The Story of a Dinosaur Named SUE (cont.)
Part 5 - Free SUE / Court Case
The weeks which followed, were filled with activities aimed at securing the release of SUE. The FREE SUE campaign had begun. Terry Wentz, the preparator who had spent more than a year with SUE, and who knew her best, was appointed manager of the campaign. Kathy Farrar joined Terry as second in command. For months, our preparatory was shut down as the entire staff wrote letters, made telephone calls and made photocopies. The Institute was turned into the FREE SUE Campaign Headquarters.
The seizure and imprisonment of SUE made news around the world. SUE was featured in newspapers from the Hill City Prevailer to the London Times. She was on ABC Network news across the United States and was seen on television in Korea. It seemed as though I was interviewed dozens of times each day. The world could not believe this had happened.
In one of the interviews, I mentioned, "I knew we were in trouble when the Acting US Attorney showed up at the crime scene wearing television makeup."
On May 18, 1992, a large group of supporters brandished signs in front of the Federal Building in Rapid City, protesting the seizure of SUE, and this flagrant disregard of the Constitution of the United States. Passing motorists honked their support.
On May 22, our attorneys, Patrick Duffy and Joseph Butler, filed suit on behalf of the Institute and the Black Hills Museum of Natural History, in Federal District Court in Rapid City. The suit named the United States of America, Department of Justice; Manual Lujan, Jr., Secretary of the Interior; the Cheyenne River Sioux Tribe; and the South Dakota School of Mines and Technology, as defendants. We were suing for the return of SUE.
On May 27, the Institute filed, with the District Court, a motion for injunctive relief "to ameliorate damage the fossil was suffering during its storage in a machine shop on a local college campus." The judge denied the motion before noon on May 28th. The Institute appealed the decision to the Eighth Circuit Court of Appeals. The court agreed to hear the appeal on June 11th. Patrick Duffy traveled to Saint Louis, Missouri to deliver oral arguments.
On June 12th, the Institute was hit with another subpoena. This subpoena demanded that 50,000 additional documents be surrendered to a Grand Jury on June 16.
On June 13th, protesters gathered in Pierre, the State Capital, demanding to talk to the Governor. Lurking FBI agents photographed the demonstrators, including the school children.
On June 26, the Eighth Circuit Court of Appeals reached its decision. Speaking for the court, Circuit Judge, Frank Magill wrote:
On Thursday, July 9, a hearing began in District Court in Rapid City. Andrew Leitch, Dr. Donald Wolberg, and Dr. Robert Bakker all testified that SUE's bones contained pyrite. The presence of pyrite poses a grave danger to the fossil because the oxidation of pyrite produces sulfuric acid, which would damage the bone. They testified that the conditions under which the fossil was stored (heat, humidity, and sealed containers) would bring degradation. Finally, they stated that the fossil MUST be curated, DEAD-STORAGE is DEAD-WRONG, and the most qualified curators were the staff of the Black Hills Institute.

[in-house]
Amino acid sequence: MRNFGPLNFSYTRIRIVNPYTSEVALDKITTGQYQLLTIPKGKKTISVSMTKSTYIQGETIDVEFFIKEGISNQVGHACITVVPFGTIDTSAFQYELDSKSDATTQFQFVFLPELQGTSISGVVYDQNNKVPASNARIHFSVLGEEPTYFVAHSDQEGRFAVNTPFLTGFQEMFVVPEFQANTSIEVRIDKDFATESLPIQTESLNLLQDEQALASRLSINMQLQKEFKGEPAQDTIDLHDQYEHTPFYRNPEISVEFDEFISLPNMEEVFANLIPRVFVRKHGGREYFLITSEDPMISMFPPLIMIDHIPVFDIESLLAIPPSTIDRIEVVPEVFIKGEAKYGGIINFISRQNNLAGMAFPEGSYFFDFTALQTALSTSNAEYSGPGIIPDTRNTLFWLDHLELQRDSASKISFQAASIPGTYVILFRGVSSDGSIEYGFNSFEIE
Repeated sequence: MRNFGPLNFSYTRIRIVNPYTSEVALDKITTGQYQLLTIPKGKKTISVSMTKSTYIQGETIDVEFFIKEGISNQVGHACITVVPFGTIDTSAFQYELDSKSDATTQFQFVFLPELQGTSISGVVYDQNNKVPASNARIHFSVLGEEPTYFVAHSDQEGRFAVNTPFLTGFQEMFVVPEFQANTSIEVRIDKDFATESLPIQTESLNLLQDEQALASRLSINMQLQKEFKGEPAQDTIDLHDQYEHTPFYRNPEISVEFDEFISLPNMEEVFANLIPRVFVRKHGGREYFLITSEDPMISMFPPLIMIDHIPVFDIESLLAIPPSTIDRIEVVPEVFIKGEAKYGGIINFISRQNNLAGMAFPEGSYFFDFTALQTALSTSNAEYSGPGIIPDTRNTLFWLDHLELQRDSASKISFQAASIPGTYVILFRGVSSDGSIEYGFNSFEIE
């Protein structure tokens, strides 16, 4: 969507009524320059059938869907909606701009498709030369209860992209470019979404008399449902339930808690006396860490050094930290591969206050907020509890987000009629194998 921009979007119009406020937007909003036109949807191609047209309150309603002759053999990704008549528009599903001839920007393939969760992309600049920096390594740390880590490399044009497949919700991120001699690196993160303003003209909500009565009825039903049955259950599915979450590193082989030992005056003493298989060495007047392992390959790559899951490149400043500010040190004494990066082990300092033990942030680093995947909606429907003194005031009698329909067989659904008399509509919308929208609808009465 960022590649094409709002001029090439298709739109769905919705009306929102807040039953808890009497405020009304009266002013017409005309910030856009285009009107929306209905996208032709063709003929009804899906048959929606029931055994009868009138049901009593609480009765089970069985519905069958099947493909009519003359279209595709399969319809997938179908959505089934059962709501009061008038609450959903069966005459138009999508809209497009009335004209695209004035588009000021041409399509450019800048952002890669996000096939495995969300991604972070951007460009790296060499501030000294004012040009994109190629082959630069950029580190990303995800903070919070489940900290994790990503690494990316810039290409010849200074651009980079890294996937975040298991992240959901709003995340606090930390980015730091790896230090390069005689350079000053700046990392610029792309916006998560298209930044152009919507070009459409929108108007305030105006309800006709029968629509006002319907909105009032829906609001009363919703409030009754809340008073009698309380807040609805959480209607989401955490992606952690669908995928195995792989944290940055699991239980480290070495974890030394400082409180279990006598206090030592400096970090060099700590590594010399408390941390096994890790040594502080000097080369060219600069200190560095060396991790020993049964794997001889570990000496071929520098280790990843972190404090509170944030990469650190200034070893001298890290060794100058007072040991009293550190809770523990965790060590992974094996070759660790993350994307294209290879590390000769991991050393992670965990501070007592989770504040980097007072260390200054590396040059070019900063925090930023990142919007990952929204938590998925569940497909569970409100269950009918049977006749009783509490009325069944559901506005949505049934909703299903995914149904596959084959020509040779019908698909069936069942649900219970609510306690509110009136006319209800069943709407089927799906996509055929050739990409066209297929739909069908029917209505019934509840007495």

Dr. Robert Hunt (a mammalian paleontologist and secretary of the Society of Vertebrate Paleontology), testifying on behalf of the government, stated that he believed the fossil was in no danger and should remain where it was, in a steel tank in the boiler room at the School of Mines. He further stated that "Officers of the Black Hills Institute have not published scientific studies demonstrating serious scientific expertise in dinosaur research, nor are they able to identify the best experts to undertake such a study". He also introduced into evidence, documents agreeing with his opinion, signed by people who had never seen SUE, the Institute, or the boiler room where SUE was imprisoned. Two technicians, Sally Sheldon and Pat Leiggi, also testifying for the government, agreed with Dr. Hunt. The hearing was recessed on Friday, to reconvene the following Monday.
On Saturday, July 11, 1992, the Black Hills Museum Of Natural History had its Grand Opening in its temporary home in the facilities of Black Hills Institute. Several hundred people attended this long-awaited event. Speakers included Mayor Drew Vitter, Senate candidate Gus Hercules, Museum Advisory Board President Joseph Harris, Dr. Robert Bakker, and Dr. Donald Wolberg. Gus Hercules spoke on behalf of SUE, who was unable to attend.
On Monday, July 13th, we went back to court. After three long and tedious days of testimony, the Court was ready to make its ruling. In a prepared statement the judge said:
We were devastated.
On July 20, 1992, our attorneys presented a brief to the Eighth Circuit Court of Appeals, appealing the judge's decision. The Eighth Circuit agreed to hear our appeal and set the date for October 14th. Although the hearing has been held, to date we have not received word on their decision. No charges have been filed. I can only believe that SUE will be returned.
SUE T. rex Story
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